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Your Teen's Sexual Orientation and Gender Identity

Topic Overview

Teens want an answer to the eternal question, "Who am I?" Part of the answer lies in their sexual self. The teen years can be a confusing time. Hormones, cultural and peer pressures, and fear of being different can cause many teens to question themselves in many areas, including their sexual orientation and gender identity.

Sexual orientation is how you are attracted romantically and sexually to other people—to the same sex, to the other sex, or to both sexes. This attraction typically starts to form in the preteen years.

Gender identity is different. It's your internal sense of whether you are male or female.

Sexual orientation

During the teen years, same-sex "crushes" are common. Some teens may experiment sexually. But these early experiences do not always mean that a teen will be gay, lesbian, or bisexual as an adult.

For some teens, though, same-sex attractions do not fade. They grow stronger.

Gender identity

For some people, their gender identity does not match their physical body. Their body is male or female, but inside they feel they are really the opposite sex. People who feel this way often refer to themselves as "transgender."

Children form their gender identity early. Most children believe firmly by the age of 3 that they are either girls or boys.

The feeling that something is different may also begin early in life. Many transgender adults remember feeling a difference between their bodies and what they felt inside at a young age, well before their teen years. Others did not feel this way until much later in life.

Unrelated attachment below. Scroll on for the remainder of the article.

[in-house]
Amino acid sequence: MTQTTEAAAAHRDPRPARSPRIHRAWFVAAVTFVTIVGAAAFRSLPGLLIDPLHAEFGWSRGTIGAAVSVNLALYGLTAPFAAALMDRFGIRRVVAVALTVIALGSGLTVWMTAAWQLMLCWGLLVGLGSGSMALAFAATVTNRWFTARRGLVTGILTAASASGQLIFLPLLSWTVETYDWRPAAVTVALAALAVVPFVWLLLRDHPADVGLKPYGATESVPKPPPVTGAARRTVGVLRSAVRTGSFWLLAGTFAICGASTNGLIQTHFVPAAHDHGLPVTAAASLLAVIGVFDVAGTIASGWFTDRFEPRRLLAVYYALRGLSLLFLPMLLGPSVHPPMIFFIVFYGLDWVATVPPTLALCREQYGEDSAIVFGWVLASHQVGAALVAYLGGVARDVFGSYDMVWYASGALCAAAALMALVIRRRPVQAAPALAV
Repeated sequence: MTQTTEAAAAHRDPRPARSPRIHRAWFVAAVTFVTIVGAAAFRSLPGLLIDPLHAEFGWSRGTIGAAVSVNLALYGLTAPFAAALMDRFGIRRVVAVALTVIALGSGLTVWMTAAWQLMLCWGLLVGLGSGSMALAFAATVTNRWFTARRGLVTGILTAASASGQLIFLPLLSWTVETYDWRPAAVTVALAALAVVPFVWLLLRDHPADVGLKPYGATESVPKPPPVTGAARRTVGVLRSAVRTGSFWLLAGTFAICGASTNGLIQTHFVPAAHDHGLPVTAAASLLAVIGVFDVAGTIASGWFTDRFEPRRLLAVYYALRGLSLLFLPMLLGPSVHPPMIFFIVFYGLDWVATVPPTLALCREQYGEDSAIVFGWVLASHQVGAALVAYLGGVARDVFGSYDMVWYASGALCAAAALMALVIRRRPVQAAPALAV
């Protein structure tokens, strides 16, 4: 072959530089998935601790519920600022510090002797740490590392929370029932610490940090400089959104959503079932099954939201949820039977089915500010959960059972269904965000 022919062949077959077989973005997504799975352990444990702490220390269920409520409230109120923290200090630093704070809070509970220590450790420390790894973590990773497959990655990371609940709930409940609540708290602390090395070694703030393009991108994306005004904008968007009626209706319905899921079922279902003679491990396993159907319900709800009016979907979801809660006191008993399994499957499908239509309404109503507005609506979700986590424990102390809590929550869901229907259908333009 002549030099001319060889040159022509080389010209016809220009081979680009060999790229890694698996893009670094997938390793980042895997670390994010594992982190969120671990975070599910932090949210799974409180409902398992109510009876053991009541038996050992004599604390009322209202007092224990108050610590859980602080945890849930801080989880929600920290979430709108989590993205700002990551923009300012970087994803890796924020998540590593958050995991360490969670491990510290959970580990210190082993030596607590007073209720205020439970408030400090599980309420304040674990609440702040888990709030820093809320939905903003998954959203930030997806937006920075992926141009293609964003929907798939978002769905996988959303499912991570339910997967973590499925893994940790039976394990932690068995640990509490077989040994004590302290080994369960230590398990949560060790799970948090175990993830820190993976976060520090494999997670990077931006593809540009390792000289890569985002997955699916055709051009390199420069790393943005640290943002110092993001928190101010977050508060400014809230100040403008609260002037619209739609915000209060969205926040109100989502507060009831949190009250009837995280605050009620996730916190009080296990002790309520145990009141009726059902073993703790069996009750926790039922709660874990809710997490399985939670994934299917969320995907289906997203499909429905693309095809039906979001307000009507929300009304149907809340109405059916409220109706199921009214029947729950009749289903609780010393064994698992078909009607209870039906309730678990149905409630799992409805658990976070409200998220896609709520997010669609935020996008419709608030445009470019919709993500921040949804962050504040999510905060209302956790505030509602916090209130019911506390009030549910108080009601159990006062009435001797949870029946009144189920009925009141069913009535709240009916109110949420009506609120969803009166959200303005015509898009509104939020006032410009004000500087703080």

Love and support are key

Many parents have a hard time accepting that their child may be gay, lesbian, bisexual, or transgender. Even if you are struggling with this possibility, remember the importance of showing unconditional love to your child.

Teens who realize that they are lesbian, gay, bisexual, or transgender sometimes stay "in the closet" (do not reveal their sexual orientation or gender identity) for a long time because they are afraid of what their friends, family, and others will say and do. This can be very stressful and can cause depression, anxiety, and other problems.

Many teens feel relief when they come out of the closet and find love, support, and acceptance from parents, friends, and others. Unfortunately, some find that their fears come true.

Young people who are gay, lesbian, bisexual, or transgender are at risk for:

  • Being shamed by society (social stigma).
  • Being shut out or excluded by peers and family members.
  • Depression.
  • Suicide.

When teens have problems related to being gay, lesbian, bisexual, or transgender, it isn't because of their sexual orientation or gender identity. It's usually because of a lack of support from the people they love or because they have been or are being ridiculed, rejected, or harassed.

Your teen can be emotionally healthy and happy regardless of whether he or she is heterosexual, bisexual, homosexual, or transgender.

If you or other family members are having a hard time accepting a child's sexual orientation or gender identity, organizations such as Parents, Families, and Friends of Lesbians and Gays (PFLAG) may be helpful.

Other Places To Get Help

Organizations

American Psychiatric Association: Mental Health